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Venetians and Greeks

From 1669 to 1714 there was a profound reversal in the Mediterranean policy of the Serenissima, from the loss of Candia  to the occupation of the kingdom of Morea  up to the defence of Corfù . These were the years in which Venice questioned itself regarding possible errors it may have committed in its century-long rule of its Greek subjects. It eventually came up with solutions to re-establish the maritime dominion on a sounder foundation.

The Venetian maritime dominion was not simply made up of defensive ramparts  and military outposts  needed for the protection of commerce, or the defence of what remained of past glories. The relationship between Venetians and locals had aroused reaction and resistance, but also encouraged bonds of loyalty, family ties, and economic and cultural relationships. This long-established everyday routine radically modified the habits of governors and subjects, and influenced, in a new and original way, methods of organising society, running its economy, and administering tax and justice systems. Venetian Provveditori and sea captains , feudal lords and peasants alike were all subjects in this closely-knit system.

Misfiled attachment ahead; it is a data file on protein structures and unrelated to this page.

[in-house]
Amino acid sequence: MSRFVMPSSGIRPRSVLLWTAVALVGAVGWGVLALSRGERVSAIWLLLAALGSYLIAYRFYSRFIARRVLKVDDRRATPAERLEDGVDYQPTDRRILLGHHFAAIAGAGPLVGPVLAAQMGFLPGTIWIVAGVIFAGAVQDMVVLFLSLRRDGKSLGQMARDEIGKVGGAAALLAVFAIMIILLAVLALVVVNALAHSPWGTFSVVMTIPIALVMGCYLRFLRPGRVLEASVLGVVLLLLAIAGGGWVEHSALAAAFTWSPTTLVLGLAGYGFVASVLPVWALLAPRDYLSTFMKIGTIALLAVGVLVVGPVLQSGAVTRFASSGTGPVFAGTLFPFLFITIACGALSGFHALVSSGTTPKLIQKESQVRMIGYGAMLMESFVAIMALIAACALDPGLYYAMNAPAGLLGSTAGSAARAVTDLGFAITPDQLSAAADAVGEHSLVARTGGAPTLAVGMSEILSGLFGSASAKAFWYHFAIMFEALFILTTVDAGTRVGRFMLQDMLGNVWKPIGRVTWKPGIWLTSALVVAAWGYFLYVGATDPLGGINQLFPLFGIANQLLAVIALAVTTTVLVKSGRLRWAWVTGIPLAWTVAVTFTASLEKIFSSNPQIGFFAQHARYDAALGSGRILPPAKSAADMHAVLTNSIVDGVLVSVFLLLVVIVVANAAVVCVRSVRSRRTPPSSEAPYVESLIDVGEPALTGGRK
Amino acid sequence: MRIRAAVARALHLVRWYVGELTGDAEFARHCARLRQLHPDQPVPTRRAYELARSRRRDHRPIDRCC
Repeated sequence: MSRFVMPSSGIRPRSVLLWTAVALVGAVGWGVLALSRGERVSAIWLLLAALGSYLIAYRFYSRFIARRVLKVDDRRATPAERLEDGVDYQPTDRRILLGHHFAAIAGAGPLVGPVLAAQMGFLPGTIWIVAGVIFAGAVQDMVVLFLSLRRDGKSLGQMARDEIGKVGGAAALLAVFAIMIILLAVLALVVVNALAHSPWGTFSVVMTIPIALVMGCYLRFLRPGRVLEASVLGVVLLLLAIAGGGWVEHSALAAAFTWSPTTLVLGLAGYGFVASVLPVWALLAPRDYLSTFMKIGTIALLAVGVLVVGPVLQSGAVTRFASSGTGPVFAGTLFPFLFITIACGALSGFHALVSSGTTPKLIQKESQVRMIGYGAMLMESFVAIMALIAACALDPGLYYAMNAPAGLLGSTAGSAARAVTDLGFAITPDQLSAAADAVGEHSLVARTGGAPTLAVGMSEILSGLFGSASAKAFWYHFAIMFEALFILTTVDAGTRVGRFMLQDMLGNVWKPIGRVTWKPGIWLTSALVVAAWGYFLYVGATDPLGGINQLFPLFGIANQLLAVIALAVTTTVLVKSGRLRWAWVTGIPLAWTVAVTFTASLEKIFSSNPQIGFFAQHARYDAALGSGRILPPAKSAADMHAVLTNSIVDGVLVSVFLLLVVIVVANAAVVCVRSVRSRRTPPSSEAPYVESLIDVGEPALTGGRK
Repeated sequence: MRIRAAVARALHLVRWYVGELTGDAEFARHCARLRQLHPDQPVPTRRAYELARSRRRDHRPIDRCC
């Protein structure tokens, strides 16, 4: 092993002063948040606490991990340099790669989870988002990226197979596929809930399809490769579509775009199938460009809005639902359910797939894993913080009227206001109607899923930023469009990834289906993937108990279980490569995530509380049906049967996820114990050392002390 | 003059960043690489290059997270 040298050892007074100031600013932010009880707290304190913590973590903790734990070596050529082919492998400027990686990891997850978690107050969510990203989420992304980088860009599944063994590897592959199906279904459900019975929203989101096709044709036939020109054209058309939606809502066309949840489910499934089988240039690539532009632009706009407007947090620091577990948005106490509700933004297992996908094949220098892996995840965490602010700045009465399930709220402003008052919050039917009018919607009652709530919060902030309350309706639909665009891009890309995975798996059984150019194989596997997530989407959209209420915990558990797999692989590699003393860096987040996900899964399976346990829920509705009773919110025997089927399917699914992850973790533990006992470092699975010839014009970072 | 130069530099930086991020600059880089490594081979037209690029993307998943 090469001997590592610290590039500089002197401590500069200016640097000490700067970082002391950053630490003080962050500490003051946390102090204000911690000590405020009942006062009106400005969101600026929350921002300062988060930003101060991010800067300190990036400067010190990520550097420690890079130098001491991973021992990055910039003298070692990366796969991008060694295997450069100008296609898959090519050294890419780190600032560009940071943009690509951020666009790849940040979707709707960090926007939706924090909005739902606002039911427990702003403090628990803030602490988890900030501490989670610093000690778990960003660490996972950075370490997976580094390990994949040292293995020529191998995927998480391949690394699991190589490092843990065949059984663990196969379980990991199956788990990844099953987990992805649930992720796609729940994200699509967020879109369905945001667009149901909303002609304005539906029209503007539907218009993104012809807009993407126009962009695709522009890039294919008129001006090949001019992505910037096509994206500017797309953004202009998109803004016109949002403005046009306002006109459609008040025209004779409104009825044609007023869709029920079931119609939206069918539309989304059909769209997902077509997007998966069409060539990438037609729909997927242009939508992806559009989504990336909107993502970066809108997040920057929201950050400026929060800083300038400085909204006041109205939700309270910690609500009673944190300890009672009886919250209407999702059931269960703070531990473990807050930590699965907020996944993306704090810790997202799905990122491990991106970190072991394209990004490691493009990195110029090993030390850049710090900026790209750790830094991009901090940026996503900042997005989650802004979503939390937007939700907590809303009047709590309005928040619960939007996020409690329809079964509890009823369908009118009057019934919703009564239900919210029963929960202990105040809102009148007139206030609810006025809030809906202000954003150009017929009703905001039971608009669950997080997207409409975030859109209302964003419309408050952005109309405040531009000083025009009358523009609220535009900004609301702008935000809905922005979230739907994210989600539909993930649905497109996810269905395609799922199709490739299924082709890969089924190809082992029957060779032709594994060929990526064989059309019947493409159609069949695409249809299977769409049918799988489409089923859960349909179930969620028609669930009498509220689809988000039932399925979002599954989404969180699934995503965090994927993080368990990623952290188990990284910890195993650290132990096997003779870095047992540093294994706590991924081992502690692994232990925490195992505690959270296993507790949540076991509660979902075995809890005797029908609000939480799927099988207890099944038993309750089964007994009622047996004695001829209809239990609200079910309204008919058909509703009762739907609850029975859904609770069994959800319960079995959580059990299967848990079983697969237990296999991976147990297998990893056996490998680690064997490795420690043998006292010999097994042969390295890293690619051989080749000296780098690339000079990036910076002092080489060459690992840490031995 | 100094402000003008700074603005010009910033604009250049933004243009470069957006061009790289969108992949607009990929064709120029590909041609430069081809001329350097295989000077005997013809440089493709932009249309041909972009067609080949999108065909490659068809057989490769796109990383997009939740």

Venezia e il mare
Le isole, le fortezze, le difese contro i Turchi
© 1997 by the VENIVA consortium